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Sunday, 11 November 2012

'Drawing a Line in Space' the second of Mike Yates' Talks on Friday 9th November at 12.15pm

Mike started by showing us some pieces of pottery from his collection made at 2 local potteries- Cricklade Pottery and Ramsbury Pottery.
He has written excellent articles about both potteries- Cricklade Pottery in the Spring 2011 Journal and Ramsbury in the Winter 2011 Journal.
They are well worth reading to find out more about the legacy of these old potteries.
Here are photographs of Mike's pots:
First the Ramsbury ones:

And below some of the Cricklade pottery pots:

There are currently 25 pots on display in Cricklade Museum at 16, Calcutt Street, Cricklade.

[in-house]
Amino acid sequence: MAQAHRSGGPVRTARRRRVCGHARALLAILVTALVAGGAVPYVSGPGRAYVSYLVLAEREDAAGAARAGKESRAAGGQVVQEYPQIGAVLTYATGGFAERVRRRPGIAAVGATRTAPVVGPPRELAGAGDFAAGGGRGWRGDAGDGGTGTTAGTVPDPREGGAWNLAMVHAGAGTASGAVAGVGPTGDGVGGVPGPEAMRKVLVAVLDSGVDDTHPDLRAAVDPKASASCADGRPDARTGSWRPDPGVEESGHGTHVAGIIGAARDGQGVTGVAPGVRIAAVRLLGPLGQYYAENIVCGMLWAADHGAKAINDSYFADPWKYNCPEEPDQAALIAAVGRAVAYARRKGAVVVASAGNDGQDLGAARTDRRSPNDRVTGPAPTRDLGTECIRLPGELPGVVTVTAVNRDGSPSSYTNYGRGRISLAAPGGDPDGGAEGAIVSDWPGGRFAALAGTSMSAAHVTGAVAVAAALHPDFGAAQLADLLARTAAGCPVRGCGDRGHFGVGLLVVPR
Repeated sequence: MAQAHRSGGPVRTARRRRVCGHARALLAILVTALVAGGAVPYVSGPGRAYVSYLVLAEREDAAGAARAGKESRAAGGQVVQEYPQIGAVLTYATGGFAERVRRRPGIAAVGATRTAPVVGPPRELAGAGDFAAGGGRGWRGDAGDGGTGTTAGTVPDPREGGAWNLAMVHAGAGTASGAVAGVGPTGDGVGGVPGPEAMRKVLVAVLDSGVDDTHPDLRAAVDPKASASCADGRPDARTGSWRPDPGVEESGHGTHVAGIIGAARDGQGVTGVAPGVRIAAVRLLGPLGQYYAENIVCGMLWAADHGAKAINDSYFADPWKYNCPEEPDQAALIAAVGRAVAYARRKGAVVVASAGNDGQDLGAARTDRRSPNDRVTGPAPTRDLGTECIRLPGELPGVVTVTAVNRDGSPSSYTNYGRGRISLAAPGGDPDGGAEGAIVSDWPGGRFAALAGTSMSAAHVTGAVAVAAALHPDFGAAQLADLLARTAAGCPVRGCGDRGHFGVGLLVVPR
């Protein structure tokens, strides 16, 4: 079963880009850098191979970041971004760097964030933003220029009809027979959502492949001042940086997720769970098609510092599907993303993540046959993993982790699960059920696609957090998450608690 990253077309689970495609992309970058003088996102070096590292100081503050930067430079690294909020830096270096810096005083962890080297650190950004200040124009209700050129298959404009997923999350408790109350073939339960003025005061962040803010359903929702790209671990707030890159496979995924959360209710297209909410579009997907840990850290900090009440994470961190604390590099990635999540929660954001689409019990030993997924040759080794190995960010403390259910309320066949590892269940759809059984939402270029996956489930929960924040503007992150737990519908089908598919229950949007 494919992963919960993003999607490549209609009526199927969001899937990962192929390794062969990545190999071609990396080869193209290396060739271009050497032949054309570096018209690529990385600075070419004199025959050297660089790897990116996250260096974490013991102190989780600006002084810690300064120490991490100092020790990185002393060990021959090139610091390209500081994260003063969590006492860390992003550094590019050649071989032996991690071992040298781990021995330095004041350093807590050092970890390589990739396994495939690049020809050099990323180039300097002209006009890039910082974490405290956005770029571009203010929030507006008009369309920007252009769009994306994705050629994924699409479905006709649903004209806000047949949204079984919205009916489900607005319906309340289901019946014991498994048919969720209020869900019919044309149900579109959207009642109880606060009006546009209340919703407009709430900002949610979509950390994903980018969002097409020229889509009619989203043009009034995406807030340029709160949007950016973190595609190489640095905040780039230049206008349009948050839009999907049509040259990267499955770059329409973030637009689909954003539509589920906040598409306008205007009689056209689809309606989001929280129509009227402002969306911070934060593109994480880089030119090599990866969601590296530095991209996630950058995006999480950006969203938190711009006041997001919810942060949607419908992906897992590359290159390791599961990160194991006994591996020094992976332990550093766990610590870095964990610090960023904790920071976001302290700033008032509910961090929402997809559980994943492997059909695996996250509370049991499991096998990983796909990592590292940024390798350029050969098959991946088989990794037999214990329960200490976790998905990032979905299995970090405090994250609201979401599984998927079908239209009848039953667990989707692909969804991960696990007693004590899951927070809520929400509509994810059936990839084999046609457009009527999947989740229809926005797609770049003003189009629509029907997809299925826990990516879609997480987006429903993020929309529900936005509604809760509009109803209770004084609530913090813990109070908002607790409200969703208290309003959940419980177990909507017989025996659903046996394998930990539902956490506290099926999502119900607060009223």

Mike also quoted Bernard Leach: 'Very few people in this country think of making pottery as art'.
And Paul Gaugin: 'Pottery is a central art'.
Mike talked about the pots he had selected from the 100 fabulous pieces in the Swindon Collection, and encouraged the audience to engage with the finer points of the pots, particularly those made by Lucie Rie.
He is a very persuasive speaker, and certainly brings studio ceramics alive.

Next talks: Unlocking your House's Hidden History' Thursday November 15th 6pm - 7pm

'History of Swindon Viewpoint' 30th November 7.30pm( A Friends Talk)

'Blast from the Past' Thursday 6th December 6pm-8pm

Monday, 29 October 2012

Smashing Pots - a really inspiring talk by Mike Yates

Paul Ricketts, chair of the Friends sent a brilliantly worded email to encourage people to attend this talk by Mike Yates which I'll include at the end of my piece, because he knows a lot about the collections, and it makes a good summary.